The Possible Impact of Regulatory Reductions on Workplace Safety Enforcement

On January 30, President Trump signed an executive order entitled “Reducing Regulation and Controlling Regulatory Costs,” which targets the reduction of the number of regulations issued by the federal government.  The order requires federal agencies to eliminate two regulations for each new one introduced.

Trump has been quoted in saying, “There will be regulation, there will be control, but it will be a normalized control where you can open your business and expand your business very easily.”  The executive order specifies that new regulations issued by the federal government in 2017 “…shall be no greater than zero.” 

For many of us Health and Safety professionals who rely on OSHA’s Hazard Communication Standard (HazCom) for guidance in creating mandated written hazard communication programs, employee training and understanding, we are scratching our heads and asking, “What does this reduction in regulations mean for our industry?”  

Labor-law experts predict that OSHA will move away from an enforcement-based strategy and toward compliance assistance and cooperative programs for employers.  It will be interesting to see what strategy OSHA takes to accomplish this.  OSHA was established to standardize safety for all workers, and, in 1983, introduced HazCom.  In addition to issuing updates to the HazCom standard, OSHA implemented enforcement activities to support employee safety.  In January, OSHA updated its civil penalties for noncompliance, and, more recently, published its annual report of the top 10 citations for 2016 where HazCom violations came in second; unchanged from the 2015 report.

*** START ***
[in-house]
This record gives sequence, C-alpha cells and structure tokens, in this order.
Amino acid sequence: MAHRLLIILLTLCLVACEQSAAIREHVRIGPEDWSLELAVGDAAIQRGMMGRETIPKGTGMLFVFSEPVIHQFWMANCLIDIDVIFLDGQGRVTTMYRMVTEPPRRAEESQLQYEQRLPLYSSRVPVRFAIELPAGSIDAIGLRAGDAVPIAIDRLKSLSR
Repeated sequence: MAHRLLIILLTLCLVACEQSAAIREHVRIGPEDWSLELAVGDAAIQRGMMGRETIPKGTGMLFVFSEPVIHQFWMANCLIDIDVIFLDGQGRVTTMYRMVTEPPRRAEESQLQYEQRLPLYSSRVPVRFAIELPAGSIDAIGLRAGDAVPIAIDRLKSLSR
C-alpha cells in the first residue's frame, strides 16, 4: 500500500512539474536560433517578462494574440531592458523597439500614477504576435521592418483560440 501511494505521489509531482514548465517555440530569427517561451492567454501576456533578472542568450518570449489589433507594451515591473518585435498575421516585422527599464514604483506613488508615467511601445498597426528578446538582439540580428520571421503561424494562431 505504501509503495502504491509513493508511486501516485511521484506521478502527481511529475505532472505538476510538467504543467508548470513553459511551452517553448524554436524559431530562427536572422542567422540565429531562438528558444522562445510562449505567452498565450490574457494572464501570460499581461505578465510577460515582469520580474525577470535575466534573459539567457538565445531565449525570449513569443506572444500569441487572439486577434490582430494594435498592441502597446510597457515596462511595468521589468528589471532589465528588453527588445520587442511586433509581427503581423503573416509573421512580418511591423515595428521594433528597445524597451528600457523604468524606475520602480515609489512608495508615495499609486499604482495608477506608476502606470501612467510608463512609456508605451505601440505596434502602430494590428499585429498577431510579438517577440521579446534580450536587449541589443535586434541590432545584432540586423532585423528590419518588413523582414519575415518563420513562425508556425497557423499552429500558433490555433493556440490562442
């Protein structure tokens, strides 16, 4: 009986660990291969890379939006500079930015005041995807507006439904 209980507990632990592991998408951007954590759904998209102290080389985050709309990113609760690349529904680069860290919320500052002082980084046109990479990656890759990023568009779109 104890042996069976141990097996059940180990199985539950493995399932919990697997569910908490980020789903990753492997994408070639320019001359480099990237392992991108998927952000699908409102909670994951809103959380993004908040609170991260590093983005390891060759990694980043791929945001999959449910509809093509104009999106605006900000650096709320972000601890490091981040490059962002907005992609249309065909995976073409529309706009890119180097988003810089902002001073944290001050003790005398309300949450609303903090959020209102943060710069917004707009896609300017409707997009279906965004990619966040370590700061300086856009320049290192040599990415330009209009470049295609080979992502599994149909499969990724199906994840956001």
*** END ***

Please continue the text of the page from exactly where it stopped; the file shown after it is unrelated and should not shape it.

There are questions around how this change will affect OSHA’s funding.  A decrease may require OSHA to review how its funds are spent.  Will that limit its enforcement activities or staffing?  While fines generated through enforcement are substantial, one could still assume there might be a reduction in this area, especially targeting small businesses. Regardless, we should not allow any reduction of enforcement to diminish our obligation to ensure chemical safety in the workplace.

Companies should continue to develop and implement a written Hazard Communication program.  They should continue to train their employees about workplace hazards and how to prevent them.  Employees should be made aware of how to obtain a safety data sheet (SDS) and understand the label information on products.  OSHA's guidance has not changed.


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